1     Introduction

 

1.1   Abstract

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Refer It Game is a two-player game where users alternate
between generating expressions referring to objects in images of natural
scenes, and clicking on the locations of described objects. The purpose of this
game is to crowdsource natural language referring expressions, very important
for research on natural language generation and dialogue systems such as
Apple’s Siri and Amazon Alexa. Creating a two-player game, allows to gather and
examine referring expressions directly within the game, which later allows to
perform experimental evaluations on collected dataset.

 

1.2   Context

Every day, people around the world communicate with each
other in various ways, but what we discuss, talk and debate about, mostly
concerns the visual world surrounding us. This make understanding the
connection between objects in the physical world and language describing these objects
a very important but challenging issue for artificial intelligence (AI).

Artificial intelligence is technology that is designed to
learn and self-improve. Automation, machine learning or natural language
processing are just few examples of many, various functions AI perform for us
on daily basis. This creates a large range of research fields that can profit
from a better comprehension of how people refer to physical objects in our
world.

Recent progress in automatic computer vision techniques,
have begun to create technologies for perceiving and distinguishing a large
number of object categories very promising (Perronnin et al., 2012; Deng et
al., 2012; Deng et al., 2010; Krizhevsky et al., 2012). As a result, there has
been a surge of recent work trying to estimate higher level semantics, comprising
exciting attempts to generate natural language descriptions of images automatically.

Such approaches, however, are often associated with problems
where descriptions may be highly dependent on the task, open-ended and
difficult to automatically evaluate. This is why we need different but related
approach to problem of referring expression generation (REG). By creating available online, two-player game where
individuals refer to objects in composite images of scenes from surrounding us world,
we enable researchers to retrieve not only referring expressions but also
relevant information. Collected dataset, can then be deeply analysed and later
evaluated.

 

 

 

 

 

 

2    
 Literature & Technology Review

Literature

2.1   Crowdsourcing

Crowdsourcing simply refers to a method of fund sourcing in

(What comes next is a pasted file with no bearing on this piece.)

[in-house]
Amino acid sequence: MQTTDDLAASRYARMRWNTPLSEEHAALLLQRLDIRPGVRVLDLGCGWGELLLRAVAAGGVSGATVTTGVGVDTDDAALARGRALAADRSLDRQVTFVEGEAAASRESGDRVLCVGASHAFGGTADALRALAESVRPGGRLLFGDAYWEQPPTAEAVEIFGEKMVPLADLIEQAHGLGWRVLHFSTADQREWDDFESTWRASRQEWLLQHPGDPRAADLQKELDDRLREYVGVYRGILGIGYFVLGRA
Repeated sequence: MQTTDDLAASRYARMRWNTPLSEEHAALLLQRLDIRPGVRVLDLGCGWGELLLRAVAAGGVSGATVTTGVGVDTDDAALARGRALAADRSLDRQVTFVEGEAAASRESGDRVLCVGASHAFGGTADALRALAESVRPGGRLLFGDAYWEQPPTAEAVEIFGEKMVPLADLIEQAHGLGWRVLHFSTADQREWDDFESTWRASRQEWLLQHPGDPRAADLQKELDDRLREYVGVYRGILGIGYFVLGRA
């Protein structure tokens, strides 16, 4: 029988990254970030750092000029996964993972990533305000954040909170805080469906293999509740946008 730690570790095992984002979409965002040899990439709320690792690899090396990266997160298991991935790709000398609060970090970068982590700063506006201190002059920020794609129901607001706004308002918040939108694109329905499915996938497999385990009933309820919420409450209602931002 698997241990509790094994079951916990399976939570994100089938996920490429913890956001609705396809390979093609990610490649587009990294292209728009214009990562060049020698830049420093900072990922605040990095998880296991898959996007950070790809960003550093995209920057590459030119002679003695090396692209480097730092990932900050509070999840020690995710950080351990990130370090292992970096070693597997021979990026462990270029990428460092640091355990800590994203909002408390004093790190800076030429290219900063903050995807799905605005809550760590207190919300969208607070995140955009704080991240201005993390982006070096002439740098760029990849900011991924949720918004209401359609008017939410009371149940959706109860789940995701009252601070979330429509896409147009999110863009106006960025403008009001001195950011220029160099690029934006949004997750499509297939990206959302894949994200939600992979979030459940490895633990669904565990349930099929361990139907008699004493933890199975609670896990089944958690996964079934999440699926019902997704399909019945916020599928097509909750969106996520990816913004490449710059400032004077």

which organizations or individuals use contributions from internet users to
achieve a set objective. The word was adopted in 2005 and seems to combine the
word ‘crowd’ and outsourcing.  The belief
is that crowdsourcing has to do with outsourcing work to a crowd people.
There’s a difference between crowdsourcing and outsourcing because, with
crowdsourcing, the work can originate from an undefined public (rather than a
predetermined group). Some of the main benefits of using crowdsourcing include
improved speed, adaptability, costs, quality, diversity, or versatility
(Buettner, 2015).

Crowdsourcing has been highly beneficial in gathering
high-quality gold standard used in making automatic systems in natural language
processing. Promoted by efforts like the ESP game (von Ahn and Dabbish, 2004)
and Peekaboom (von Ahn et al., 2006), Human Computation based games can be a
viable approach to engage users and gather vast quantity of data inexpensively.
Two player games can likewise automate verification of human provided
annotations.

2.1.1    Amazon
Mechanical Turk

Amazon Mechanical Turk (MTurk) simply refers to an online
crowdsourcing marketplace that makes it possible for businesses and individuals
to organize the use of human intelligence to carry out tasks that cannot
currently be performed by computers. 
It’s a website that is owned by Amazon.

Jobs known as Human Intelligence Tasks can be posted by employers
(HITs), such as writing descriptions, picking the very best among multiple images
of a storefront, or identifying performance in music recordings. So-called
workers can later search through a large collection of existing jobs; they can
complete these jobs in exchange for monetary rewards as fixed by the employer.
The requesting programs place jobs using an API, or the more limited MTurk
Requester site which seems to be more limited. 
For a requester to submit an order to be accomplished through the
Mechanical Turk platform, he has to submit a billing address in one of about 30
approved countries.

2.1.2    CrowdFlower

CrowdFlower refers to a San Francisco based crowdsourcing
and data mining company. The company provides a software solution with which
users can gain access to an online workforce to label, clean, and enrich
data.  CrowdFlower uses an online
workforce to clean up messy and incomplete data. Majority of CrowdFlower users
are data scientists who use the solution to build training models as well as machine
learning algorithms.

As soon as data is uploaded into the system, the work is
automatically allocated to contributors and is tested against established
answers which are hidden within the task (this is called “job” in
CrowdFlower). The system trust individuals based on the way they perform on
these hidden tasks. Contributors are allowed to continue working on a
particular job as long as they are still trusted. If they lose that trust, they
lose the job, and their work is disregarded. The judgments of many contributors
are collated and the result is given based on aggregate answers with an
associated confidence score (contributors’ agreement weighed by the trust of
each contributor).

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